- Note too the sepia tones that accompany Schindler’s color sequence. WOO’s intro was filmed in sepia but televised in B&W, so fans know it both ways.
- There are a profusion of key scenes framed by windows… but camera slips over each with the barest gliding touch. Steven decided not to make a big deal of them so neither shall I. See WOO, Empire of the Sun, Catch Me if You Can, Poltergeist, Lost World of Jurassic Park for other surreal glimpses through windows. Like Dorothy’s peek into the center of tornado, everyday sights take on a bizarre twist.
- Oskar Schindler is the consummate trickster. Spielberg returns again and again to the mischievous enabler in so many of his films. An honorable protagonist often needs some underhanded finagling to achieve his/her goal. In WOO, Professor Marvel (AKA Wizard of Oz, Gatekeepers 1 and 2, Driver of horse of a different color) often uses his guile to the betterment of all. In the case of Schindler, our rogue transcends to martyrdom. By his willingness to get dirty, Schindler achieves a noble goal at great personal cost, the sacrifice of his purity. His soul may never be at peace with his former deeds. See Empire of the Sun, The Color Purple, Lincoln for other benevolent tricksters. In both Munich and Saving Private Ryan the protagonists’ missions carry out the virtuous aims of invisible tricksters. On a lighter note, you also find tricksters in WOO, A.I., Always, Goonies, Jaws, Catch Me if You Can, Joe Vs. the Volcano.
- Alex’s mother appears in the midst of the harbor’s competitive chaos. Everybody in town is debarking. They hope to win a fabulous bounty for catching the man-eating monster. Mrs. Kintner is dressed all in black. Like the Wicked Witch of West, she cleaves through the center of crowd. You recall how the Munchkins hailed Dorothy in raucous celebration until witch sucked their joy away? The bereaved mother has same effect here. With vitriolic demeanor, she confronts Martin in an angry threatening speech, beating him down as the witch did Dorothy.
- There are several clinking, tinkling interludes in this movie that warn you the shark is coming, like the WOO signal that let you know Glinda was on her way. Unlike the soundtrack music that tricks you sometimes…this prescient clinking is never wrong. The buoy rings as the girl goes for her dip, a warning the shark is going to get her. Before Alex and Tippett get chomped listen to the background music for orchestral chimes. Those two won’t escape. There are no chimes in the famous roast beef scene because the fisherman escapes, but you will hear them at the pond when the helpful man falls out of his boat and becomes shark bait. Listen for a flat drumming knell when Hooper dives around Ben Gardner’s disabled boat before he finds the gory corpse. Even when Orca’s crew is chasing and being chased, despite music implying danger, suspenseful clicking of fishing pole, beeping of monitor, you only hear the chimes to verify doom. No chimes when shark initially toys with broken boat but when they tie on three barrels, Jaws gets mad. He goes after them and then the chimes sound. Someone is going to pay. When he eats Hooper’s cage the chimes are silent; Hooper will survive. When the ship is sinking and the bell tolls, Quint will soon be a dead man. The bell rings again right before Martin shoots the gas canister that blows the shark to smithereens at which point you will hear a profusion of happy chimes while pieces sink! See Always, A.I., E. T.,The Color Purple, Close Encounters, Empire of the Sun, Super 8, Twister, Twilight Zone, Joe vs. the Volcano, Poltergeist.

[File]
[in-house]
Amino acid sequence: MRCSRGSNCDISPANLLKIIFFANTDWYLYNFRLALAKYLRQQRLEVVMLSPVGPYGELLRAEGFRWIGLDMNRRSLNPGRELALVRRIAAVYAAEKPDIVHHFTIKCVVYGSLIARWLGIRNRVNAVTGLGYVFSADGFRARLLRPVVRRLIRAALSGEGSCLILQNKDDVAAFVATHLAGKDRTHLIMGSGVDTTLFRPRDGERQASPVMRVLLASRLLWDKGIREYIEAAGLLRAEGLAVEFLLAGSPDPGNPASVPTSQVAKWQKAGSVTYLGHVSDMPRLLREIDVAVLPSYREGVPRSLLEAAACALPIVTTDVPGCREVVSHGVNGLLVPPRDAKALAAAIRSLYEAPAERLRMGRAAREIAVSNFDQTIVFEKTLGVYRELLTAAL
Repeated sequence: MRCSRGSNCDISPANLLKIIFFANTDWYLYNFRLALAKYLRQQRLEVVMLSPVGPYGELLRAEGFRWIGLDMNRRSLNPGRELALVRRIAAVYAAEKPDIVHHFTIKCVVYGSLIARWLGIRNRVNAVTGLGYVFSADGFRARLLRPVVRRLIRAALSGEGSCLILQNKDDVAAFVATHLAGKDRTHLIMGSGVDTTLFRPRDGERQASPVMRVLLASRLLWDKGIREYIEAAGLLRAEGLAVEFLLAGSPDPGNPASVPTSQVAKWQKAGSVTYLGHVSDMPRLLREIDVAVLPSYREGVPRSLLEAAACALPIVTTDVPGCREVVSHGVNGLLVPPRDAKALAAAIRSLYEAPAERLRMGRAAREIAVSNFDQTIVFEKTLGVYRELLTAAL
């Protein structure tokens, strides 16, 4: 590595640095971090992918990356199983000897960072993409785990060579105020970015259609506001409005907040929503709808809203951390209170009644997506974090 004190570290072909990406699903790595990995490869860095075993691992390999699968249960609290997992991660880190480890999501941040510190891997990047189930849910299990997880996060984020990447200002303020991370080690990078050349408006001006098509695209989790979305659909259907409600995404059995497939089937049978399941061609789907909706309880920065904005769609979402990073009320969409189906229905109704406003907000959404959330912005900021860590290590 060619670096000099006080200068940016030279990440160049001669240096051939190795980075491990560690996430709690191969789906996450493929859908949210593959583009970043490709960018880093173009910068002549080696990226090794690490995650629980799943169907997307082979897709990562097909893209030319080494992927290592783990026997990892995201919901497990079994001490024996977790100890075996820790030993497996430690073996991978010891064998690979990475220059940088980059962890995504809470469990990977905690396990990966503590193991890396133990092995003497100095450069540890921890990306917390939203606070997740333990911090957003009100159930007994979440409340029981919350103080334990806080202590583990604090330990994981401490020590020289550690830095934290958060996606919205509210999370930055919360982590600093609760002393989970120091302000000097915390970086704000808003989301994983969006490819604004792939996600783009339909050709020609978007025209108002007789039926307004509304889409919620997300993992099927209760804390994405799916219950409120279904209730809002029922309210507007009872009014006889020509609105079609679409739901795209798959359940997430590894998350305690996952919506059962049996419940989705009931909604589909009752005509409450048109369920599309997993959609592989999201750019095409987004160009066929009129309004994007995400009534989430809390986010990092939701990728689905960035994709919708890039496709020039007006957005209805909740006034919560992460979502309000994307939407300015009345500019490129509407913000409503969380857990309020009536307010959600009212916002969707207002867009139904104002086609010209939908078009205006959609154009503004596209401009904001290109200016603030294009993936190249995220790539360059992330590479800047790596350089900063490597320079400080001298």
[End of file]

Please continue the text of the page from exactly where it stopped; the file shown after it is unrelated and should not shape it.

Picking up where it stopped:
- I have seen this film dozens of times, two or three at the movie theater when it first came out. It is one of a handful that never fails to suck me in as I try to click by. I thought I had noticed everything WOO until recently I became aware of the heavy use of red and yellow color scheme: Amity’s billboard, beach decor, costumes the extras are wearing, Ben Gardner’s boat scene, the man’s red and yellow dinghy on the pond, Alex’s yellow raft covered in blood, yellow barrels, red lifejackets, the Orca herself. And here’s an interesting detail: the Orca’s paint job changes frequently. Watch how she starts out with yellow letters on a red transom. Then she goes to an all red stern with black hull…perhaps as a better backdrop for yellow barrels? At one point before the boat burns, the stern even seems to turn yellow! WOO, one of the first color films ever made employed its eye-popping hues to best advantage, most notably ruby slippers against the yellow brick road. See A.I., E. T.,The Color Purple, Always, Close Encounters, Empire of the Sun, Super 8, Twister, Twilight Zone, Joe vs. the Volcano, Poltergeist.
- On the 4th of July an army of bicyclists debark from the ferry. See E.T., Munich, Adventures of Tintin, Amistad, 1941, Always, Super 8, War of the Worlds, Empire of the Sun,The Goonies, Sugarland Express, Inner Space, Used Cars. If there’s a way to squeeze a bike in, Steven will find it… even in a film that is set primarily on water!
- Quint, of course, is the lovable trickster. His methods are questionable, especially when he destroys the radio that might have saved them all. But Martin’s quest to kill the monster would not have been fulfilled without Quint’s maniacal manipulation. See Empire of the Sun, The Color Purple, Lincoln, Munich, Saving Private Ryan, A.I., Always, Goonies, Jaws, Catch Me if You Can.